Who Needs Prostate Screening and What Happens?
Medical screenings are one of the best ways to stay healthy, but, if we’re honest, a lot of people are not interested in preventive health screening or disease screening in large part because they don’t know what’s going to happen when they go. If you been putting off an important preventive screening because of worries about the process, understanding how things will work when you get there can make it a lot easier to call and set up that appointment. Prostate cancer screening tests are one of the most important ways that men can take charge of their health and future, and here’s what you need to know about who needs prostate cancer screening tests and what happens when they are performed.
Who Needs Them and Why?
The prostate is an important component in the male reproductive system, so it is only men who require prostate cancer screening tests. About one man in every nine will be diagnosed with prostate cancer, and at this time there is no known way to prevent the disease. This means that the wisest course for any man is early diagnosis and treatment. The CDC and other bodies recommend that all men over the age of 50 get prostate cancer screening tests, and any man older than 40 who is at high risk of developing prostate cancer should get the tests as well. High-risk individuals are those who have a close relative who developed prostate cancer before the age of 65.
What Tests Are Available?
There are currently two major prostate cancer screening tests. One is the prostate-specific antigen test (PSA) and the other is the digital rectal exam (DRE). Neither of these tests is able to absolutely confirm the presence of prostate cancer, but they can both reveal signs that cancer is possible or that there is some type of problem with the prostate that requires a prostate biopsy. It is possible to get just one of the tests done, or to have them done in conjunction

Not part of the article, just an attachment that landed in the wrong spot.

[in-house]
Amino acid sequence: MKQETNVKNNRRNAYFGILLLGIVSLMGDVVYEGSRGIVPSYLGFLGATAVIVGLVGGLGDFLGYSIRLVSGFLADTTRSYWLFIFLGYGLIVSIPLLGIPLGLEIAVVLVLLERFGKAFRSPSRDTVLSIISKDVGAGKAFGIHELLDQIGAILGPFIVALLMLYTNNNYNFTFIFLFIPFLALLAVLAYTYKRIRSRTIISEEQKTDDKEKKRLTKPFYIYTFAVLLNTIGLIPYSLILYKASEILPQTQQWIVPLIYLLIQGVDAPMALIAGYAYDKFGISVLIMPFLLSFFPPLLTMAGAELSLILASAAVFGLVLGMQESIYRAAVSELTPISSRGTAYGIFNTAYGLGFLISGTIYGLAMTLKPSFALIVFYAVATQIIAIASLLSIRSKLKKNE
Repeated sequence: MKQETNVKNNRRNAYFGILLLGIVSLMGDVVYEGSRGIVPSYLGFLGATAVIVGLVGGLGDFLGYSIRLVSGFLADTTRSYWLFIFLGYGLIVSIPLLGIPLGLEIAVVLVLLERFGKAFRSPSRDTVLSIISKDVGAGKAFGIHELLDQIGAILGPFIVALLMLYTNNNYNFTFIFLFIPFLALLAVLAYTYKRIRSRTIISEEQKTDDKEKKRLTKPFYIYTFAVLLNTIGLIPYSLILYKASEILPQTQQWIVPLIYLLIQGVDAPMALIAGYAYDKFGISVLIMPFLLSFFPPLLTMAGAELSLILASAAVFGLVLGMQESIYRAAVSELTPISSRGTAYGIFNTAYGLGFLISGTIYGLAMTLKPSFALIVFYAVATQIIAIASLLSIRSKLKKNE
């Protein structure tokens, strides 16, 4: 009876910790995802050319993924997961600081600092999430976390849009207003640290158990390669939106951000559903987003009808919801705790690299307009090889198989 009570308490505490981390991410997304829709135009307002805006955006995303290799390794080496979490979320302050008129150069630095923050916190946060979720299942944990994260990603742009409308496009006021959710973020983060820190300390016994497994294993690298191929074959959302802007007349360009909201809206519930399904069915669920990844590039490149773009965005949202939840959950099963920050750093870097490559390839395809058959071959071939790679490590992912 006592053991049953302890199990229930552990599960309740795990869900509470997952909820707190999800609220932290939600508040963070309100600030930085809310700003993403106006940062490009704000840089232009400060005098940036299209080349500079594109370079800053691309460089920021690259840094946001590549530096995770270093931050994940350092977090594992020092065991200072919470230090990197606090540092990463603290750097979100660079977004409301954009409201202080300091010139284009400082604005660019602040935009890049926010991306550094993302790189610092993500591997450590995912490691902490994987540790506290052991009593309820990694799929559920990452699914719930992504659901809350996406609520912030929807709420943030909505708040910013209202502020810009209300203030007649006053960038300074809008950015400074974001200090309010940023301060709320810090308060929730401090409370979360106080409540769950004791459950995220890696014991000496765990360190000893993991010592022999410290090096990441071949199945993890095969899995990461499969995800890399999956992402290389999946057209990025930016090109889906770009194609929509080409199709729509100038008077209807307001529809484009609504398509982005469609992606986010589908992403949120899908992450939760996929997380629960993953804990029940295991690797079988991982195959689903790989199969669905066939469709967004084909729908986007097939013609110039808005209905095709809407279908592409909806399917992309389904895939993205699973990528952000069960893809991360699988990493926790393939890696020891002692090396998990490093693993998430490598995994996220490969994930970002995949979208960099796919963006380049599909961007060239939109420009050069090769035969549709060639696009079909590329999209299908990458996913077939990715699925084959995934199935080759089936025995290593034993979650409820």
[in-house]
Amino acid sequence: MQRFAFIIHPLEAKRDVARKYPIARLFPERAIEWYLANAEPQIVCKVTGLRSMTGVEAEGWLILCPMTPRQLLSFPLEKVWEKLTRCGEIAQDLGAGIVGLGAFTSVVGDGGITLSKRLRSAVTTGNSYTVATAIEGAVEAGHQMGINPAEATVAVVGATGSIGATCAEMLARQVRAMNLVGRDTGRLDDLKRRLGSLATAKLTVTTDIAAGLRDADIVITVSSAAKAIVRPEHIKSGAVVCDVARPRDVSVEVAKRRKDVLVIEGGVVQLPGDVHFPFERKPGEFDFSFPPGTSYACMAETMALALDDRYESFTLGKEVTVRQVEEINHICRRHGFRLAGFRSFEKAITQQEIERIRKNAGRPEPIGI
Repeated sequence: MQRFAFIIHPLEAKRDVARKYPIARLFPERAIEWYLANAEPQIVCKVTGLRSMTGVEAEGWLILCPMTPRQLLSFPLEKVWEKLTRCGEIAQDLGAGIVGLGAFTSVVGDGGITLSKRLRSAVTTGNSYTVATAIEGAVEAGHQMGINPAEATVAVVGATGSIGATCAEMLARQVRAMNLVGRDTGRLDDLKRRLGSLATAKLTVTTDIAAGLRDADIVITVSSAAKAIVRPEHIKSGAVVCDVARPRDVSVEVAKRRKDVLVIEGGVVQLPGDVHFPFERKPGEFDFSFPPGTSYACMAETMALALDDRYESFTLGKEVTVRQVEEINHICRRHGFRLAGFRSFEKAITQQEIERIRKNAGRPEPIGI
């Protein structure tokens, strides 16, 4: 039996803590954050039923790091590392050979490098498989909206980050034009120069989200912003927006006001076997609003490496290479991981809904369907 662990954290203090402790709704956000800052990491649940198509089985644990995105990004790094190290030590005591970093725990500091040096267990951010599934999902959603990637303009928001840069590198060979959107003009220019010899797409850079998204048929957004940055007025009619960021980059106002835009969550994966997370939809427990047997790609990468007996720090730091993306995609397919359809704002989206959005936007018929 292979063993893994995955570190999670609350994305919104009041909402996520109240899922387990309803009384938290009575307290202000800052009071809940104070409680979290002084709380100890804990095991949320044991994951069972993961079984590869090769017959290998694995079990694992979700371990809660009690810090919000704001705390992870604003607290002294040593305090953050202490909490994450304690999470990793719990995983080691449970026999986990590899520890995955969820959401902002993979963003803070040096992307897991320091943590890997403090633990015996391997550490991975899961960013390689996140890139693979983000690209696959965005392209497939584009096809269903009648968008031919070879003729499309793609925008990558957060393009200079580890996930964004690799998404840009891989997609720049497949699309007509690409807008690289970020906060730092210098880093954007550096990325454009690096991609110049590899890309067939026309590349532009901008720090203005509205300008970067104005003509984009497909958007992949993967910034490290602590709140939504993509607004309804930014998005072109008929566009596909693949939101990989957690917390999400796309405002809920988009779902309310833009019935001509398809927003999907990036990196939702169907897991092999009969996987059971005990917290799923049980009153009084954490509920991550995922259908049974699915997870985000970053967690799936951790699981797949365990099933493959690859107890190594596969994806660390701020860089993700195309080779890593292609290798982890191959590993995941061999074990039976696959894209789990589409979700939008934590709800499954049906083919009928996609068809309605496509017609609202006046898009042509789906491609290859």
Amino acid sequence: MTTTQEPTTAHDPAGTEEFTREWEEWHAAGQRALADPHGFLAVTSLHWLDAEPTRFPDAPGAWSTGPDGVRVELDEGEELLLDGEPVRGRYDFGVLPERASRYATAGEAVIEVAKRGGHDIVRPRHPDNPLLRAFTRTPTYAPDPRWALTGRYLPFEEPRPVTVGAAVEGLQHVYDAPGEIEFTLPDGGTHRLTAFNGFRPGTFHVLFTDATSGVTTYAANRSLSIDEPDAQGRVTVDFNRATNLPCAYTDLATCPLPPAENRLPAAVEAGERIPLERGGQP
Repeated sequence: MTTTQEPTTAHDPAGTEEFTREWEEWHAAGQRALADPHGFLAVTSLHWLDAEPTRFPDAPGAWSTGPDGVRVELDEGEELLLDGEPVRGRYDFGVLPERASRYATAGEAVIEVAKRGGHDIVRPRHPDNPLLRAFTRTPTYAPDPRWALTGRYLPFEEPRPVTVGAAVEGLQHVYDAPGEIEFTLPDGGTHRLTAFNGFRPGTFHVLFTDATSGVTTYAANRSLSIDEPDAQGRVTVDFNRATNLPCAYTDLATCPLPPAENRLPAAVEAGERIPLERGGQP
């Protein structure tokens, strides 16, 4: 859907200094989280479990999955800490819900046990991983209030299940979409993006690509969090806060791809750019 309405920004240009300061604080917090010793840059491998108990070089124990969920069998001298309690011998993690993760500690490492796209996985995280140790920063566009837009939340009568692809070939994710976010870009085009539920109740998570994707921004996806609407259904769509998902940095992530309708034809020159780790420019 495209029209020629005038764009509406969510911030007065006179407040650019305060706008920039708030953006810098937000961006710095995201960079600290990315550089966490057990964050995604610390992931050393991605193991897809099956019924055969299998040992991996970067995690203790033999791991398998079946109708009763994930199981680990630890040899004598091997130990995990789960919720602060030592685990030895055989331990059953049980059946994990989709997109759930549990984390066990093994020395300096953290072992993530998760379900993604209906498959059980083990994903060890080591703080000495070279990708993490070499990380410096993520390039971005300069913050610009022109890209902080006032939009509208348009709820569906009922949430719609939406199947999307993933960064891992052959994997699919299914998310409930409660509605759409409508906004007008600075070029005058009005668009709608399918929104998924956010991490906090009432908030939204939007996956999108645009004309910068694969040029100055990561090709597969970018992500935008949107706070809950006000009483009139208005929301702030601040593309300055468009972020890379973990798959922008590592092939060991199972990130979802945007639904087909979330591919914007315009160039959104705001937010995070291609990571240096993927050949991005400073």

What Happens in A PSA Test?
This test is quite simple and requires a blood sample. The blood is then measured for the presence of PSA, a protein that is made by the prostate. A PRA test cannot be performed on anyone with the urine infection, who has exercised heavily in the previous two days, who has ejaculated in the previous two days, or who has had a prostate biopsy within six weeks of the PSA test. The higher the levels of PSA in the blood, the more likely it is that there is some kind of prostate problem. The test typically takes two weeks to complete, and if PSA levels are normal then nothing more needs to be done unless a man wishes to have further testing to be safe. This may be the case for some with close relatives who were diagnosed with prostate cancer early in life.
What Happens in a DRE Test?
The test is not painful and is done in just a few moments. First, a healthcare professional will ask for consent and inquire about the presence of hemorrhoids or anal fissures that could be worsened by certain prostate cancer screening tests. During the exam itself, a specialist will insert a gloved and lubricated finger into the rectum to feel the prostate for bumps or other abnormalities that could indicate a problem with the gland. The test is over at that point and results are available instantly. If the specialist finds anything to be concerned about, more tests will likely be recommended.
Getting regular prostate cancer screening tests is not only an important way of taking charge of your health and future; it’s also an important way of protecting your loved ones. The tests are simple and quick, and the best way to deal with prostate cancer is to find and treat it early. Look into disease screening facilities near you where you can get this and other important tests.